On December 19, 2012, the US Department of Health and Human Services Office of the Inspector General’s (OIG) Office of Evaluation and Inspections (OEI) issued a report (OEI-04-11-00220) entitled “CMS and Contractor Oversight of Home Health Agencies”.
The OIG has consistently identified home health care as an area of concern and it believes home health care is “particularly vulnerable to fraud, waste, and abuse.” Additionally, the OIG has, in other studies it conducted, found vulnerabilities in CMS contractors’ efforts to identify and investigate potential fraud and abuse in home health, as well as limitations in CMS’s oversight of contractors. In order to evaluate contractor performance and CMS oversight, the OEI collected information and supporting documentation from CMS, selected Medicare Administrative Contractors (MAC), and selected Zone Program Integrity Contractors (ZPIC). OEI focused on geographic areas prone to HHA fraud, waste, and abuse to determine whether contractor activities focused on these areas. OEI also analyzed claims data to determine whether Medicare paid HHAs that were suspended or had their billing privileges revoked, and the timeliness with which CMS and its contractors acted on provider number revocation recommendations.
The results of its review of the program integrity efforts of CMS, the MACs and ZPICs were mixed. While OEI found that a substantial amount of improper payments were prevented, the efforts of the ZPICs varied widely and did not identify any HHA vulnerabilities. Additionally, CMS inappropriately paid five HHAs with suspended or revoked billing privileges and did not act on all revocation recommendations.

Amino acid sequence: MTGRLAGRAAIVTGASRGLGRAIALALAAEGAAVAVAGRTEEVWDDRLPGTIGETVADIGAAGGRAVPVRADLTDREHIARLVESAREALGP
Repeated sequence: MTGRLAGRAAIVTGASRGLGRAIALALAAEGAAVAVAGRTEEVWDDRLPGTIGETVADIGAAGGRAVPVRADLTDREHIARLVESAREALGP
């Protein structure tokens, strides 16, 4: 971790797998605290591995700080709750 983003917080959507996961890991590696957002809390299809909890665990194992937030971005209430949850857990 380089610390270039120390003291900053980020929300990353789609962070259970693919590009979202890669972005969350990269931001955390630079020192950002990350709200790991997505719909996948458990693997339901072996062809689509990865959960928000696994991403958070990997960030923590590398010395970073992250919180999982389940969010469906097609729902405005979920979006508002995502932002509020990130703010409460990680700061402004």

OIG’s recommendations in the report are what you would expect and essentially can be summed up as -> CMS you need to do more to address fraud in home health. OIG recommends that CMS: (1) established additional performance standards for contractors relating to high-risk providers in fraud-prone areas; (2) develop a system to track revocation recommendations and respond to them; and (3) follow-up on and prevent inappropriate payments made to HHAs with suspended or revoked billing privileges.
The take-away from this report is that the OIG will continue to hound CMS on home health program integrity issues. Additionally CMS concurred with all of OIG’s recommendations. As a result, the industry can expect continued and increased scrutiny, particularly from the ZPICs and related MAC program integrity functions.
You can find a copy of the OIG report here —> OEI-04-11-00220
For more information on the OIG Report, Medicare Program Integrity initiatives, home health fraud and abuse issues, or related issues, please feel free to contact Ari Markenson or any member of our health care practice group for a further discussion.